More sense than money

Liz Pepler talks to James Cracknell about her mission to demystify finance Liz Pepler wants to help make numbers less scary. Drawing on her 20 years of […]By Waltham Forest Echo

Liz Pepler
Liz Pepler

Liz Pepler talks to James Cracknell about her mission to demystify finance

Liz Pepler wants to help make numbers less scary.

Drawing on her 20 years of experience looking after the finances of various charities, the Walthamstow bookkeeper decided in 2018 to launch her own not-for-profit company – Embrace Finance – focused on building “confidence, capability and capacity” in various social impact organisations, large and small.

Liz has worked with many well-known local charities and voluntary groups, including Walthamstow Toy Library and The Hornbeam, helping them to stay on top of their finances and avoid many of the potential pitfalls that sometimes blight small third sector organisations.

She tells the Echo: “I work exclusively with social organisations – charities, foundations, social enterprises – from set-up through to scale-up.

“Most people find finance really dull and boring, but I think often it is that lack of a good grasp of finances that holds social organisations back, because they don’t understand their own business models.

“If you build people’s confidence, you improve their social impact. I started out wanting to overcome the attitudinal barriers to good financial management. I think people often lead with the heart; they see a problem in the community and they want to fix it, which is marvellous, but at some point the finances come into play and, for different reasons, they fail to grasp the nettle.

“I understand why – not everyone enjoys writing a cost-benefit analysis!”

Liz’s no-nonsense approach to finance helps even the most novice social entrepreneur develop a basic understanding of business accounting, sometimes in less than half-an-hour. As well as being brought in to work directly with clients, she hosts training sessions, courses and workshops for social leaders.

“The mentoring side of it, helping social leaders, is really enjoyable. You want those leaders to be on top of their finances. What I do is demystify accounting. It is often shrouded in jargon, but strip it all away and you can do a lot in just a 20-minute session.

“Often I am brought in to help when people are in financial trouble, but it is better to be brought in early on. If you don’t embrace finance, you are going to fall down eventually. You will stand a better chance if you embrace it from the start.

“My advice is to be intentional and be in control. Some people take to it quickly, but some people look at a page of numbers that swim around the room and won’t want to get involved. They might bring someone else in, but they still need to understand it a bit themselves.”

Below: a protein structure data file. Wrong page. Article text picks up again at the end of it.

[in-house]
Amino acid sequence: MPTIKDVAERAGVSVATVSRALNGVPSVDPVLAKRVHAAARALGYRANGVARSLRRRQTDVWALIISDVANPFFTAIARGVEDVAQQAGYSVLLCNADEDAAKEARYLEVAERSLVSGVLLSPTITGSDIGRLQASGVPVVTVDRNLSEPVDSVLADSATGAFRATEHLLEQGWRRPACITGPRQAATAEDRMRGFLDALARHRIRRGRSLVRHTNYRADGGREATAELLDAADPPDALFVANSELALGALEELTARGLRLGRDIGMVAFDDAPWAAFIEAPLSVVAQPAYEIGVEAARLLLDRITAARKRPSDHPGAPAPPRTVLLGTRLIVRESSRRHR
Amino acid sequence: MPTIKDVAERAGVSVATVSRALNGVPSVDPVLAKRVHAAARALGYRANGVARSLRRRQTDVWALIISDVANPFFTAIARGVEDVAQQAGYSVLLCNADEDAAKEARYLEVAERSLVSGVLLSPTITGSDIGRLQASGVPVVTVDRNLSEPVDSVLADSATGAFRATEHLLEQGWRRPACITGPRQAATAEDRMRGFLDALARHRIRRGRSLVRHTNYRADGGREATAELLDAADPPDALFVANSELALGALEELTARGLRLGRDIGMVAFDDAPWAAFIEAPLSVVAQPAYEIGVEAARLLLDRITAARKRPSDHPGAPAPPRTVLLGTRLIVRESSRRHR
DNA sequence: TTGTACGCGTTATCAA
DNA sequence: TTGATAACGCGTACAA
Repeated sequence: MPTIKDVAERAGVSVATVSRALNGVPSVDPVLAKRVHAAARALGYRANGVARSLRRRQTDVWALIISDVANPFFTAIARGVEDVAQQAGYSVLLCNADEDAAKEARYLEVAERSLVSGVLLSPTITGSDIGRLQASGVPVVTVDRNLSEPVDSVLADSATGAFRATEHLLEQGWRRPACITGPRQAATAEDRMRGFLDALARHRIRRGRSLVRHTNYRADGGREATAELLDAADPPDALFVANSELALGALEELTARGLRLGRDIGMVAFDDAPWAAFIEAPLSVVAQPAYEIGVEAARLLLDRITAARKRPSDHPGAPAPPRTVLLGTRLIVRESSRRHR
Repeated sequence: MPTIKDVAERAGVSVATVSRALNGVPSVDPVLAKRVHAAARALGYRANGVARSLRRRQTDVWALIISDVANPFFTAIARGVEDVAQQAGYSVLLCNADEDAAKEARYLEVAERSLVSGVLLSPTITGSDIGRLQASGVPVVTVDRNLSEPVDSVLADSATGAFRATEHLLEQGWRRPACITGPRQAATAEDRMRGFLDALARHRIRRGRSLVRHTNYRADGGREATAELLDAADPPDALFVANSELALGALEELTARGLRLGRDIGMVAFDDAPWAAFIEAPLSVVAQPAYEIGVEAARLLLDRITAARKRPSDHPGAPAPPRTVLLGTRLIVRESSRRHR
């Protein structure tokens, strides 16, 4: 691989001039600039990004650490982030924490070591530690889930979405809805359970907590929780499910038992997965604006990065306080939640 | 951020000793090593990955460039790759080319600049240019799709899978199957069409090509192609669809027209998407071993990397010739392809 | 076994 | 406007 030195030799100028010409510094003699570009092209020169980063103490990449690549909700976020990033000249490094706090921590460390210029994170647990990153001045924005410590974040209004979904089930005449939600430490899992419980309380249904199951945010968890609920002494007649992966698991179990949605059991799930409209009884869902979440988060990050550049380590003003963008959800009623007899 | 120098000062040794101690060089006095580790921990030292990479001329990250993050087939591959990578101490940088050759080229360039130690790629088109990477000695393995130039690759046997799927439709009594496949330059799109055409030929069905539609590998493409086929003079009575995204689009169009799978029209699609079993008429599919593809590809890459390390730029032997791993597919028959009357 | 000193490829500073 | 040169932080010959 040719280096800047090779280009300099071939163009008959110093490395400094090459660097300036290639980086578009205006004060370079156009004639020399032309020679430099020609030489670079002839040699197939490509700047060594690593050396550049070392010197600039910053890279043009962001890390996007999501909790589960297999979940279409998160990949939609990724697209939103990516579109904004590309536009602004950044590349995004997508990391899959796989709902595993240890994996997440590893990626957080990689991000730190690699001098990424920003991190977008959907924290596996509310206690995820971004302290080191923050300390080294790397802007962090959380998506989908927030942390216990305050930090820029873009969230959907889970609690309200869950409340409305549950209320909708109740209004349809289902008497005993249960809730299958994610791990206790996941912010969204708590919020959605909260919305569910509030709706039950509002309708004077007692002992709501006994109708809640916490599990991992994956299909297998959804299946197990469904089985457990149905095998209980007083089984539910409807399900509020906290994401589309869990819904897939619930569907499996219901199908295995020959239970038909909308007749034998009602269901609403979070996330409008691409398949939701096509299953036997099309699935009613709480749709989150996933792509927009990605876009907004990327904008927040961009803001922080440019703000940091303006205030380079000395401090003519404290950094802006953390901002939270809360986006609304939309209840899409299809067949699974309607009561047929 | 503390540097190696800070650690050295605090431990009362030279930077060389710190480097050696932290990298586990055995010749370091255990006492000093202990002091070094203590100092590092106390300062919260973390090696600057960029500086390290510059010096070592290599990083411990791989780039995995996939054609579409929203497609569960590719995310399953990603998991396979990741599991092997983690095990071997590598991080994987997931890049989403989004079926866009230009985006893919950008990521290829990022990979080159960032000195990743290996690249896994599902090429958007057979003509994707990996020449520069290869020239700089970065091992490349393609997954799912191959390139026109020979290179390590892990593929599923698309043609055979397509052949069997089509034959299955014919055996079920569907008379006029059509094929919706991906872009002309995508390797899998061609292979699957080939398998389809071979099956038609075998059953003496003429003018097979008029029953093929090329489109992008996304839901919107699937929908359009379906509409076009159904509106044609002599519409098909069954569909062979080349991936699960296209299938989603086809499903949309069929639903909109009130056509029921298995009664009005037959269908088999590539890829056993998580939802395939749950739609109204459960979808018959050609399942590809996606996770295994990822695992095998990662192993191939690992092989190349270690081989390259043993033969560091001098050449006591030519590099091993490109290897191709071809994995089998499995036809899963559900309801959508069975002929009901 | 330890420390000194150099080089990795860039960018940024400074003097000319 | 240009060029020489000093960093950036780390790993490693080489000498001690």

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Liz teaches social entrepreneurs to build financial resilience into their organisations, finding the optimal business model that will work for them.

“You can’t build resilience for the long-term without some level of financial engagement. I want people to not be terrified of it and get on top of their financial reports. It is actually dead simple when you are starting out – it’s when you get to a million pounds in turnover that it gets trickier!”

In these unprecedented times, many charities and other social organisations are facing financial oblivion unless they can quickly source external assistance. Liz says the government support offered to date is not going anywhere near far enough.

“The government settlement for the sector was tiny in comparison to what the ask was. Most people don’t plan for a pandemic, just for a bit of bad weather. We can ask social organisations to be resilient but we need systemic change to enable the conditions for them to thrive. A lot of them have absolutely no support and are flying under the radar.

“The government is assuming everyone sets up their business for monetary purposes, but when you are doing something for a social purpose you don’t want to lay people off. These organisations are more vital now than ever.”

Liz recently began working with UnLtd, the foundation for social entrepreneurs, to lead some training for other ‘Big Local’ award winners in the St James Street area of Walthamstow. This work has moved online during the lockdown, while she also now offering pro bono support for organisations affected by the pandemic.

“I have had some good feedback on the training – it can be quite transformational.”

For more information about Embrace Finance: Visit embracefinance.org.uk

This article is supported by St James Street Big Local in association with UnLtd, the foundation for social entrepreneurs. To find out more about UnLtd: Call 0207 566 1100 Email [email protected] Visit unltd.org.uk

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